As a former Arizona State legislator, Bob Thorpe has seen his share of puzzling bureaucratic activity. But Thorpe is now in the midst of one of the most frustrating situations which impacts confidence in local government and the integrity of his own vote.

Thorpe and his wife Donna are registered Republicans who have lived in the same residence for more than 20 years in an unincorporated area of Coconino County. They are signed up on the county’s Active Early Voter List (AEVL) which allows them to receive ballots by mail instead of needing to vote in-person.

Earlier this month they received ballots from the Coconino County Recorder’s Office for the Aug. 2 Republican Primary Election. Everything seemed fine until Thorpe noticed one of the races at the bottom of the ballot was for the City of Flagstaff’s mayoral race.

Only voters living within the city limits are eligible to vote in Flagstaff’s municipal elections. The Thorpes live roughly one-quarter mile outside the city.

Thorpe filed a formal elections complaint on July 22 with various county and city officials, noting that he, Donna, and at least one neighbor received ballots listing  the Flagstaff mayor race despite living outside the city limits.

The complaint generated a response from Deputy County Recorder Donna Casner the same day. And while Casner provided an explanation for what appears to have caused the ballot snafu, it does not explain why the problem arose this election and not in any of the others the couple have voted in while living at that address.

According to Thorpe, he and his wife as well as the neighbor “have not moved in over a decade or changed our voter registration information.” There is also no record of their properties being incorporated into the Flagstaff city limits, county officials told Arizona Daily Independent.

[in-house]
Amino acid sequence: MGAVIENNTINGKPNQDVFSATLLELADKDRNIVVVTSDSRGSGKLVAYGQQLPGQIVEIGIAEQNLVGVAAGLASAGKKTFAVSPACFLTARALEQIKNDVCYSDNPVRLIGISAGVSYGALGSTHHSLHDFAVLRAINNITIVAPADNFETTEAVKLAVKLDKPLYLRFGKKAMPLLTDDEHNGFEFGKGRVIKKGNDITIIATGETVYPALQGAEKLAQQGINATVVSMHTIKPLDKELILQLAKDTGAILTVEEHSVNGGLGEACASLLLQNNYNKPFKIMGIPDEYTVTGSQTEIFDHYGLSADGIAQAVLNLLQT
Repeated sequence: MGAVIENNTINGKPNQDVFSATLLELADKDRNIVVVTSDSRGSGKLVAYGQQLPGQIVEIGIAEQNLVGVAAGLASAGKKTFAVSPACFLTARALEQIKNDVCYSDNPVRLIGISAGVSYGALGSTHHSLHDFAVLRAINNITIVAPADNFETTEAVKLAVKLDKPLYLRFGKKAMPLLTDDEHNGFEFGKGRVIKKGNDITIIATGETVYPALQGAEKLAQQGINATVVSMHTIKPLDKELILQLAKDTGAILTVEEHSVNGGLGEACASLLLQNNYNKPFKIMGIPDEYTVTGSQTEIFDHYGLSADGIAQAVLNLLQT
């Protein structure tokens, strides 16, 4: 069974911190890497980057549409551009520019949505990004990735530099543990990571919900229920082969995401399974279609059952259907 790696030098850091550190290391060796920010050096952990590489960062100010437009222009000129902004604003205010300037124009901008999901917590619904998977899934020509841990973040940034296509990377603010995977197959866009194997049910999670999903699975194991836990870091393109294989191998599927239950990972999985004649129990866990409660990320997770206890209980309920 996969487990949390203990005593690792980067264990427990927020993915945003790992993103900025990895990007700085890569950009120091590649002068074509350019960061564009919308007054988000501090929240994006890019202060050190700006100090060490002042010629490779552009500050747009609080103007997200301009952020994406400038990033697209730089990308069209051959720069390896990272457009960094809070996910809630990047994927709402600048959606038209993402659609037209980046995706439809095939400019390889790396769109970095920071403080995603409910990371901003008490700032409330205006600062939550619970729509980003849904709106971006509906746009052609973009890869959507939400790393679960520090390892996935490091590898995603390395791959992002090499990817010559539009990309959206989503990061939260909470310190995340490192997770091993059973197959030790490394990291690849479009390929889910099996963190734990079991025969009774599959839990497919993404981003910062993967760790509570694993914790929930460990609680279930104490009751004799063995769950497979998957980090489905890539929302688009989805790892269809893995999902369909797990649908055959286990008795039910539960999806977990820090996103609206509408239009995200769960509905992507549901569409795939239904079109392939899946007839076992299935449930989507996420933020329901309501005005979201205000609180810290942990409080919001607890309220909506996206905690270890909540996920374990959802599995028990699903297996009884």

Equally frustrating, according to Thorpe, was Coconino County’s reply to State Sen. Kelly Townsend’s July 16 tweet asking any of the 47,000 voters on the county’s AEVL to contact her if their ballots seemed incorrect.

Coconino County tweet-replied, calling information about ballot problems “not true.” The reply went on to reiterate the county’s confidence “that our ballots are correct.”

townsend tweet

Yet Casner’s July 22 response to Thorpe concedes the couple received the incorrect ballots for the upcoming Republican primary. This was due, according to Casner, to an incorrect physical residence listed for the Thorpes in Coconino County’s voter registration mapping system.

Casner then appears to blame the Thorpes for registering to vote years ago with an incorrect address which maps within Precinct 23 inside the Flagstaff city limits.

“However, upon further research we have determined that your actual physical residence is located outside the Flagstaff city limits,” Casner wrote. “Your registration record has now been updated to the correct voting precinct, Precinct 63.”

Replacement ballots are being mailed to Thorpe and his wife. The new ballots are the only ones which Coconino County will accept for tabulation, according to Casner.

While Thorpe is happy to be receiving a correct ballot, he is troubled by Casner’s avoiding the big question – why the address issue caused a problem this election when the couple has received correct ballots for several years using the same address.

“Please explain,” Thorpe wrote back to Casner on Saturday.

Thorpe’s July 22 complaint also noted his concern that the Coconino County Recorder’s Office had not sent he and his wife new Voter Identification Cards given that their Legislative District and Congressional District changed earlier this year due to mandated redistricting.

“Neither my wife or I received updated ID cards from the Coconino County Recorder. Why?” he asked.

Casner’s response did not address the reason for a lack of new voter ID cards to reflect their new districts, but she assured Thorpe the cards would be mailed soon.

Source link

By admin

Leave a Reply

Your email address will not be published. Required fields are marked *